Letter: Let's be honest about the economics of trade

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The Independent Online
Sir: Yesterday you carried Sir Alan Walters' article "A secret member of the ERM?", opposing a single currency and commending himself on his own infallibility. Since Sir Alan is standing against Kenneth Clarke in Sir James Goldsmith's Referendum Party in the next election, presumably with a view to replacing him as Chancellor, the views of Sir James - his backer and putative Prime Minister - are pertinent.

Sir James's excellent book The Trap shows that Sir Alan and himself are out of step on the fundamental questions of international economics. I chanced to read The Trap both in French (Le Piege) and English. For reasons best known to Sir James, his study defence of the ERM was omitted from the English version. Sir Alan should know that Le Piege included the words:

If we want a free market in Europe it is imperative to accept a monetary discipline. You know, the ERM, as it was conceived, worked well. It was a flexible mechanism ... It is necessary to prevent competitive devaluations which would completely skew the market.

The latter sentiment is identical with that of the French government, whose policies Sir Alan derides in his article.

On the ERM side, Sir Alan has an excuse, though he should read Le Piege in the original, but there is no excuse for his failure to declare his disagreement with Sir James on something even more fundamental than the ERM: namely free trade. Sir Alan speaks and writes like a free-trade fetishist. Sir James - an intelligent, experienced and reflective man - takes a wider view. The main strength of his book was that it asked questions about the consequences of unrestrained global free trade, not just for European employment, but for Europe's culture, communities, institutions and ecology.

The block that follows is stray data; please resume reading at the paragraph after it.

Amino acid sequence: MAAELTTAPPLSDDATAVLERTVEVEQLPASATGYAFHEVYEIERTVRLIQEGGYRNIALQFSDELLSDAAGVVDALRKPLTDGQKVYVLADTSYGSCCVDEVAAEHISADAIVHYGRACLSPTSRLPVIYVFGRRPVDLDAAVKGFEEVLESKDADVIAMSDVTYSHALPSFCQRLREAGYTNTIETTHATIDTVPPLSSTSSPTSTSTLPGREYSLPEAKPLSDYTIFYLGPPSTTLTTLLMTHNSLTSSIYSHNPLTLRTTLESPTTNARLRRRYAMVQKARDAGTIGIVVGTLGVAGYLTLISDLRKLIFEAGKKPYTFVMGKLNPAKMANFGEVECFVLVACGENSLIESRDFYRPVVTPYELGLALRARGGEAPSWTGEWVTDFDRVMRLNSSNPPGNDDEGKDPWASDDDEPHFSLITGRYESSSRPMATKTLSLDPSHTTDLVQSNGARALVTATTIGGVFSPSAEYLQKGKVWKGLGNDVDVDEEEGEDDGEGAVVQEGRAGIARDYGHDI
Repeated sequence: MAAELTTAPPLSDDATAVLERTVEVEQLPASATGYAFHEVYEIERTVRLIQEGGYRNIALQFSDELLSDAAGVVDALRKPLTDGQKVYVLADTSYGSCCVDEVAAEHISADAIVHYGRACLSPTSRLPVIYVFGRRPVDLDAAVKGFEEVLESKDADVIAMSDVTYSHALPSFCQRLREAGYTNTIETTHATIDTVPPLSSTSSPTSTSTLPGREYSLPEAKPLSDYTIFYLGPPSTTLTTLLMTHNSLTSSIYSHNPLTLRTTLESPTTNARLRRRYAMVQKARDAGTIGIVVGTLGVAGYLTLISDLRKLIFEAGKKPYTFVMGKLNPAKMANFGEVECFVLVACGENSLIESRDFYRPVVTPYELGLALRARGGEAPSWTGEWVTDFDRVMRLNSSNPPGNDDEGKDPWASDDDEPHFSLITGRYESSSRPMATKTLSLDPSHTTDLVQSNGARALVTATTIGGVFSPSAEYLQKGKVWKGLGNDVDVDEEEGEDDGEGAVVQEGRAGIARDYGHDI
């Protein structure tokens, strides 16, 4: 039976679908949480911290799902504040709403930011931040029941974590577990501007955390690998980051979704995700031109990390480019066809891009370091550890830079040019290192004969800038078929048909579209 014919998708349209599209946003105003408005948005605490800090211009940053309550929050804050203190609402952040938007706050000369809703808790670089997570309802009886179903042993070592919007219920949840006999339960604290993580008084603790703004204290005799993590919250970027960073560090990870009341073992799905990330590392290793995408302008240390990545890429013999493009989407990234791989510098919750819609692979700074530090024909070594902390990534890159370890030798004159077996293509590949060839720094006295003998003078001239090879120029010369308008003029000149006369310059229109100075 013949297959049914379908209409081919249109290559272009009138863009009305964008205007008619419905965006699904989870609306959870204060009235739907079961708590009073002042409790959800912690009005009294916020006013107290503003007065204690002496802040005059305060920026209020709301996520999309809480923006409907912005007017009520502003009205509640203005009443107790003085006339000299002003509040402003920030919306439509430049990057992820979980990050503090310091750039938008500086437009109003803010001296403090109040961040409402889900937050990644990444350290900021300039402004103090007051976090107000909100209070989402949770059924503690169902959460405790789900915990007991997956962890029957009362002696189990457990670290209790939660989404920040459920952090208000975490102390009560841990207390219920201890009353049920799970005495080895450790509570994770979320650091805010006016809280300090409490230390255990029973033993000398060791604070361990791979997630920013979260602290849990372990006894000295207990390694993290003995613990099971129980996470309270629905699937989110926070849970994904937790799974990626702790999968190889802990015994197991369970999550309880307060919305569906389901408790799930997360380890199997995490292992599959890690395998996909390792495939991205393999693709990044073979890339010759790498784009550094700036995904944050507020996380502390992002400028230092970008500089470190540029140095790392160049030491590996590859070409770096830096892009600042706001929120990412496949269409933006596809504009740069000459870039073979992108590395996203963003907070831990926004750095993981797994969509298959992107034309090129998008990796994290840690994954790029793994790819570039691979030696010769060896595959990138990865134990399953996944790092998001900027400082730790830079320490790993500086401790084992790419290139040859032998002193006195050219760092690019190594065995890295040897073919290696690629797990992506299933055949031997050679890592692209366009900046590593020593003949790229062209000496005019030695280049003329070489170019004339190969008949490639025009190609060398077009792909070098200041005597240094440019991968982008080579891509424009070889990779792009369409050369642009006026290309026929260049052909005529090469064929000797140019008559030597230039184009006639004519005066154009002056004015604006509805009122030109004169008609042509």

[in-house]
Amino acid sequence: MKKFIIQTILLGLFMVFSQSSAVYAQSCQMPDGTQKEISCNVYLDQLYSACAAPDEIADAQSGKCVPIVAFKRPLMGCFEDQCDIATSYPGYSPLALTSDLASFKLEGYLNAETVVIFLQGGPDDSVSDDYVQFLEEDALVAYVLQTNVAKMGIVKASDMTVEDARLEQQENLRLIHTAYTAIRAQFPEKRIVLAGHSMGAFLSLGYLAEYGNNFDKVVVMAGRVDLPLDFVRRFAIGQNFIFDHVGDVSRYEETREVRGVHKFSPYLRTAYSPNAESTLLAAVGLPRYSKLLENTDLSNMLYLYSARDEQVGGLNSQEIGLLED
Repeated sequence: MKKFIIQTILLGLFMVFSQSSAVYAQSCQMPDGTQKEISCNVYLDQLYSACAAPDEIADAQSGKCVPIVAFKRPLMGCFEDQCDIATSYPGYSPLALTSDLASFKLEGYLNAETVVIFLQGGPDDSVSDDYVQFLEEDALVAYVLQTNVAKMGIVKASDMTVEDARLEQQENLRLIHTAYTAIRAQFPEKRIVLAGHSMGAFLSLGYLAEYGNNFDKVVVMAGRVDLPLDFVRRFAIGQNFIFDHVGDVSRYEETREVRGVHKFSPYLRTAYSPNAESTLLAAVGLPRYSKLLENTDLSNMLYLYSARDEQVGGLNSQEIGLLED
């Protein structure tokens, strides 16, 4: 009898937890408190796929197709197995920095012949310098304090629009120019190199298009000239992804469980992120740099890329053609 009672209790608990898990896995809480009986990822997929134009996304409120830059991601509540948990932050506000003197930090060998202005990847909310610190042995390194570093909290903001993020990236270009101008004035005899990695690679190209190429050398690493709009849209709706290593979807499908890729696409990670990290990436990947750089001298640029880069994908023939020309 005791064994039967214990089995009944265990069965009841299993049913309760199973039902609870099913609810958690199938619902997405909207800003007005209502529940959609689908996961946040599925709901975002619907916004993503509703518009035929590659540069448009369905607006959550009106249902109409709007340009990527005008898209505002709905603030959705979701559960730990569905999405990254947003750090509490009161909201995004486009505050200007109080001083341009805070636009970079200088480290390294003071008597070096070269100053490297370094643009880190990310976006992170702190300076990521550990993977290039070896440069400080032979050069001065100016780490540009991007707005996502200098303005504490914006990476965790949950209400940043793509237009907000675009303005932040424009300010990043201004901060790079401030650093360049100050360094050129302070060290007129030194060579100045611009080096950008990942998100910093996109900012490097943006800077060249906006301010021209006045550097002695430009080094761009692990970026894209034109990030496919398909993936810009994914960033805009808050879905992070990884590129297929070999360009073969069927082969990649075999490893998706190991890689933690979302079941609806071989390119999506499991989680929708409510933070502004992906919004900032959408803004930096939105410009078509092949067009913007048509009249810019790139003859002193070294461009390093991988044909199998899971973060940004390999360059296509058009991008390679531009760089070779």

I suspect I know why Sir James adapted his book somewhat for Anglo-Saxon consumption: the British abhor paradox, and Sir James's opposition to a single currency and support for the principle of the ERM, though perfectly logical, were thought too confusing for an English audience .

None of this features in the Walters/Goldsmith election manifesto, which is simplistic stuff. It is easy to ask loaded questions about domination by Brussels and a single currency; many of us, myself included, are against both. It is infinitely harder to pose the real questions, such as the long-term effects of competitive devaluations, and where global free trade is taking us. Sir James has done this in his book. Why feel shy about it? And why sponsor candidates who dodge fundamental issues?

Yours faithfully,

George Walden

MP for Buckingham (Con)

House of Commons

London, SW1

30 October

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